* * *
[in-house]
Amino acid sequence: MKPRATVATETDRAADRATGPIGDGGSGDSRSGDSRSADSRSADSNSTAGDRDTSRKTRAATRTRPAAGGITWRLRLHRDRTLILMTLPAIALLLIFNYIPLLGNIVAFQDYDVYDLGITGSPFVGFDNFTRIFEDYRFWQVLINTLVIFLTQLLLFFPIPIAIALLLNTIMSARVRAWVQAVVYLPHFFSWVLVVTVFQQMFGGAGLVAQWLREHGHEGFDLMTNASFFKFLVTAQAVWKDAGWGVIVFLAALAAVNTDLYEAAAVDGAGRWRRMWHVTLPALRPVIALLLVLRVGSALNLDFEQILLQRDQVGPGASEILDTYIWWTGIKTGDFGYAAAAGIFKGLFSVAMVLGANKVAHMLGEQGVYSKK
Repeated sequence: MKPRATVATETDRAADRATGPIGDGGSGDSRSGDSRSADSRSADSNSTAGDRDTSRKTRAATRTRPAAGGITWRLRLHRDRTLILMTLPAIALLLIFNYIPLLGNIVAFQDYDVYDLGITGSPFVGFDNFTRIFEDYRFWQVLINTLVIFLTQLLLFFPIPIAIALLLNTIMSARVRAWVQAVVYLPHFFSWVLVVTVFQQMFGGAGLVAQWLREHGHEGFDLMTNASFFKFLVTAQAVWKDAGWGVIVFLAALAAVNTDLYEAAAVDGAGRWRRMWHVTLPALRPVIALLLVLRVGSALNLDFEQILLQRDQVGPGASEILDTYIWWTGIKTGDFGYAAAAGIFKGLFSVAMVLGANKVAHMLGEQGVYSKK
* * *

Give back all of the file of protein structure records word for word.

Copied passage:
[in-house]
Amino acid sequence: MKPRATVATETDRAADRATGPIGDGGSGDSRSGDSRSADSRSADSNSTAGDRDTSRKTRAATRTRPAAGGITWRLRLHRDRTLILMTLPAIALLLIFNYIPLLGNIVAFQDYDVYDLGITGSPFVGFDNFTRIFEDYRFWQVLINTLVIFLTQLLLFFPIPIAIALLLNTIMSARVRAWVQAVVYLPHFFSWVLVVTVFQQMFGGAGLVAQWLREHGHEGFDLMTNASFFKFLVTAQAVWKDAGWGVIVFLAALAAVNTDLYEAAAVDGAGRWRRMWHVTLPALRPVIALLLVLRVGSALNLDFEQILLQRDQVGPGASEILDTYIWWTGIKTGDFGYAAAAGIFKGLFSVAMVLGANKVAHMLGEQGVYSKK
Repeated sequence: MKPRATVATETDRAADRATGPIGDGGSGDSRSGDSRSADSRSADSNSTAGDRDTSRKTRAATRTRPAAGGITWRLRLHRDRTLILMTLPAIALLLIFNYIPLLGNIVAFQDYDVYDLGITGSPFVGFDNFTRIFEDYRFWQVLINTLVIFLTQLLLFFPIPIAIALLLNTIMSARVRAWVQAVVYLPHFFSWVLVVTVFQQMFGGAGLVAQWLREHGHEGFDLMTNASFFKFLVTAQAVWKDAGWGVIVFLAALAAVNTDLYEAAAVDGAGRWRRMWHVTLPALRPVIALLLVLRVGSALNLDFEQILLQRDQVGPGASEILDTYIWWTGIKTGDFGYAAAAGIFKGLFSVAMVLGANKVAHMLGEQGVYSKK